ACE2 polymorphism and susceptibility for SARS-CoV-2 infection and severity of COVID-19

Objectives: The RNA virus severe acute respiratory syndrome coronavirus 2 (SARS-CoV-2) is responsible for coronavirus disease 2019 (COVID-19). Cell entry is mediated by the human angiotensin-converting enzyme II (ACE2). ACE2 and its close homolog angiotensin-converting enzyme I (ACE) are currently discussed candidate genes, in which single-nucleotide polymorphisms (SNPs) could alter binding or entry of SARS-CoV-2 and enhance tissue damage in the lung or other organs. This could increase the susceptibility for SARS-CoV-2 infection and the severity of COVID-19.

Patients and methods: We performed genotyping of SNPs in the genes ACE2 and ACE in 297 SARS-CoV-2-positive and 253 SARS-CoV-2-negative tested patients. We analyzed the association of the SNPs with susceptibility for SARS-CoV-2 infection and the severity of COVID-19.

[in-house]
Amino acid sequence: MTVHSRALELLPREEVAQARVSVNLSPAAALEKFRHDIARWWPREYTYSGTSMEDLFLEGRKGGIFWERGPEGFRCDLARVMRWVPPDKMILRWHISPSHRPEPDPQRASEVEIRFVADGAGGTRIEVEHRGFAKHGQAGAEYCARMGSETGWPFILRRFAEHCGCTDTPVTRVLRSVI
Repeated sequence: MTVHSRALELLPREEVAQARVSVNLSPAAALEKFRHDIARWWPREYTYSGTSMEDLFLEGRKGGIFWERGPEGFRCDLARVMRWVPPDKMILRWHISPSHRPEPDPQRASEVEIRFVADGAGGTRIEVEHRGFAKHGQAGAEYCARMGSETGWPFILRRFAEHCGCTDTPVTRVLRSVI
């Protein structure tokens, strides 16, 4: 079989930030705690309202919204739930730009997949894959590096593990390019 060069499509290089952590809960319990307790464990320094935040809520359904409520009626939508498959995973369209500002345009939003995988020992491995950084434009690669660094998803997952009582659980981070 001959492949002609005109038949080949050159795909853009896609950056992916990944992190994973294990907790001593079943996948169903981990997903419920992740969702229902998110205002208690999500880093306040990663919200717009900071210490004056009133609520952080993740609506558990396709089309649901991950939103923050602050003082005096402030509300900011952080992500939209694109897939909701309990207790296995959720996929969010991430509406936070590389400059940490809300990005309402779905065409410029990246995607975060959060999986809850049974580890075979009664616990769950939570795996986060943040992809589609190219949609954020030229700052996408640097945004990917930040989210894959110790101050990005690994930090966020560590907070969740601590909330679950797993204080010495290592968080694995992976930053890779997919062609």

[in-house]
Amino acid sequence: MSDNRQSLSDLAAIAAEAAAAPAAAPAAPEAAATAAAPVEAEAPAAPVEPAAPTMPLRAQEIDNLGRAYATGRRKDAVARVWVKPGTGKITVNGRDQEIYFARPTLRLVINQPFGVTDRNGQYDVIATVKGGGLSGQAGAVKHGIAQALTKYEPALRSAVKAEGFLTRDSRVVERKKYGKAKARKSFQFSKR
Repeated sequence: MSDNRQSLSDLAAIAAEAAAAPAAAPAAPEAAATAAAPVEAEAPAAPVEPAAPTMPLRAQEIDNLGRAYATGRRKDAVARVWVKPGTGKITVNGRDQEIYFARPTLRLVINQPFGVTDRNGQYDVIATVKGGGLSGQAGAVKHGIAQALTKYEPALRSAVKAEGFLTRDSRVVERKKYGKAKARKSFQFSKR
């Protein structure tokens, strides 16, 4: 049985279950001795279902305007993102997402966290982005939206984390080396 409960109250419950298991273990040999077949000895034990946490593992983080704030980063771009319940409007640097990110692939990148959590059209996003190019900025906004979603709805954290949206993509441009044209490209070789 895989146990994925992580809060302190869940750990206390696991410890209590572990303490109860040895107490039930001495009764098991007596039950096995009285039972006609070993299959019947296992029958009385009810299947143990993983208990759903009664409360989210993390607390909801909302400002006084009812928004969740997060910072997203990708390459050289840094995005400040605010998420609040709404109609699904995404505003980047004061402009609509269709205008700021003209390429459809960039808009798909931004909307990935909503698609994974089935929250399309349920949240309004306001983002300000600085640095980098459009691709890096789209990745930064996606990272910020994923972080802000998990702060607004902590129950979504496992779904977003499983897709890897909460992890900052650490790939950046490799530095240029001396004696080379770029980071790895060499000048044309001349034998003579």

Results: SARS-CoV-2-positive and SARS-CoV-2-negative patients did not differ regarding demographics and clinical characteristics. For ACE2 rs2285666, the GG genotype or G-allele was significantly associated with an almost two-fold increased SARS-CoV-2 infection risk and a three-fold increased risk to develop serious disease or COVID-19 fatality. In contrast, the ACE polymorphism was not related to infection risk or severity of disease. In a multivariable analysis, the ACE2 rs2285666 G-allele remained as an independent risk factor for serious disease besides the known risk factors male gender and cardiovascular disease.

Conclusions: In summary, our report appears to be the first showing that a common ACE2 polymorphism impacts the risk for SARS-CoV-2 infection and the course of COVID-19 independently from previously described risk factors.


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